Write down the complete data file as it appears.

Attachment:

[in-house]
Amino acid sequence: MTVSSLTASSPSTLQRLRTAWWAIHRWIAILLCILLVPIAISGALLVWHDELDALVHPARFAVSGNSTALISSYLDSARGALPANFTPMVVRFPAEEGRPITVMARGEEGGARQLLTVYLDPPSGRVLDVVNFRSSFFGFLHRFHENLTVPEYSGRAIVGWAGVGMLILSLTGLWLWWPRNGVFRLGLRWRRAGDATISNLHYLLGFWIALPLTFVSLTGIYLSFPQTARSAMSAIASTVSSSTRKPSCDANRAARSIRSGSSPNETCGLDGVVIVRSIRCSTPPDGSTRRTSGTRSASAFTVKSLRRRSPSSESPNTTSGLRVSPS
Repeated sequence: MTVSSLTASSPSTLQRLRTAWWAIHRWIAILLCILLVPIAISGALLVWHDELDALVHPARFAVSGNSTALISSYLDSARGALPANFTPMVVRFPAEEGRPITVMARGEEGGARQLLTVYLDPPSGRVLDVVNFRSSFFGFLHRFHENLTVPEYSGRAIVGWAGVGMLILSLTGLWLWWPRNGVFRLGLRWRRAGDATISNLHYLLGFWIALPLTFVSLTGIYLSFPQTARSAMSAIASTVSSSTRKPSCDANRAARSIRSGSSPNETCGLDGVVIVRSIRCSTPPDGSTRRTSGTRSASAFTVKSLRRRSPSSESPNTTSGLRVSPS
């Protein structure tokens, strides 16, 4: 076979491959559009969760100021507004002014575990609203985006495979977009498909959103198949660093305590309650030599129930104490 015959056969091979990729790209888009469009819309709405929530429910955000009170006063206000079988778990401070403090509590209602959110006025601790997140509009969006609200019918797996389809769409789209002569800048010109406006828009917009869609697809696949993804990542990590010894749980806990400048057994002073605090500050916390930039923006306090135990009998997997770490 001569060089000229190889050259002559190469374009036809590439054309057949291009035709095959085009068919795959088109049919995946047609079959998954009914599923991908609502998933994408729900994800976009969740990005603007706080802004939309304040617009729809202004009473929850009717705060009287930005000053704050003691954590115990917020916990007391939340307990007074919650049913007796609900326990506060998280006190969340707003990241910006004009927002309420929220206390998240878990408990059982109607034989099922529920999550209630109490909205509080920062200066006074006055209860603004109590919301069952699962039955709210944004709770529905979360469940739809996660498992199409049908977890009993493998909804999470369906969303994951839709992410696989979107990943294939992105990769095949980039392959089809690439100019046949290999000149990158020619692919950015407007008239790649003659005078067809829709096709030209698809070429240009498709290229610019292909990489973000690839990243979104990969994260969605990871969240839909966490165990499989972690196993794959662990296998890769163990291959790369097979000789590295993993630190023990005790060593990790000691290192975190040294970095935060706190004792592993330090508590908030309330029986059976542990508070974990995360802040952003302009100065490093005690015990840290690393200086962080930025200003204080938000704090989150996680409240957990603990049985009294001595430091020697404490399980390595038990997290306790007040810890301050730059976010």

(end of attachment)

[in-house]
Amino acid sequence: MTVSSLTASSPSTLQRLRTAWWAIHRWIAILLCILLVPIAISGALLVWHDELDALVHPARFAVSGNSTALISSYLDSARGALPANFTPMVVRFPAEEGRPITVMARGEEGGARQLLTVYLDPPSGRVLDVVNFRSSFFGFLHRFHENLTVPEYSGRAIVGWAGVGMLILSLTGLWLWWPRNGVFRLGLRWRRAGDATISNLHYLLGFWIALPLTFVSLTGIYLSFPQTARSAMSAIASTVSSSTRKPSCDANRAARSIRSGSSPNETCGLDGVVIVRSIRCSTPPDGSTRRTSGTRSASAFTVKSLRRRSPSSESPNTTSGLRVSPS
Repeated sequence: MTVSSLTASSPSTLQRLRTAWWAIHRWIAILLCILLVPIAISGALLVWHDELDALVHPARFAVSGNSTALISSYLDSARGALPANFTPMVVRFPAEEGRPITVMARGEEGGARQLLTVYLDPPSGRVLDVVNFRSSFFGFLHRFHENLTVPEYSGRAIVGWAGVGMLILSLTGLWLWWPRNGVFRLGLRWRRAGDATISNLHYLLGFWIALPLTFVSLTGIYLSFPQTARSAMSAIASTVSSSTRKPSCDANRAARSIRSGSSPNETCGLDGVVIVRSIRCSTPPDGSTRRTSGTRSASAFTVKSLRRRSPSSESPNTTSGLRVSPS
């Protein structure tokens, strides 16, 4: 076979491959559009969760100021507004002014575990609203985006495979977009498909959103198949660093305590309650030599129930104490 015959056969091979990729790209888009469009819309709405929530429910955000009170006063206000079988778990401070403090509590209602959110006025601790997140509009969006609200019918797996389809769409789209002569800048010109406006828009917009869609697809696949993804990542990590010894749980806990400048057994002073605090500050916390930039923006306090135990009998997997770490 001569060089000229190889050259002559190469374009036809590439054309057949291009035709095959085009068919795959088109049919995946047609079959998954009914599923991908609502998933994408729900994800976009969740990005603007706080802004939309304040617009729809202004009473929850009717705060009287930005000053704050003691954590115990917020916990007391939340307990007074919650049913007796609900326990506060998280006190969340707003990241910006004009927002309420929220206390998240878990408990059982109607034989099922529920999550209630109490909205509080920062200066006074006055209860603004109590919301069952699962039955709210944004709770529905979360469940739809996660498992199409049908977890009993493998909804999470369906969303994951839709992410696989979107990943294939992105990769095949980039392959089809690439100019046949290999000149990158020619692919950015407007008239790649003659005078067809829709096709030209698809070429240009498709290229610019292909990489973000690839990243979104990969994260969605990871969240839909966490165990499989972690196993794959662990296998890769163990291959790369097979000789590295993993630190023990005790060593990790000691290192975190040294970095935060706190004792592993330090508590908030309330029986059976542990508070974990995360802040952003302009100065490093005690015990840290690393200086962080930025200003204080938000704090989150996680409240957990603990049985009294001595430091020697404490399980390595038990997290306790007040810890301050730059976010």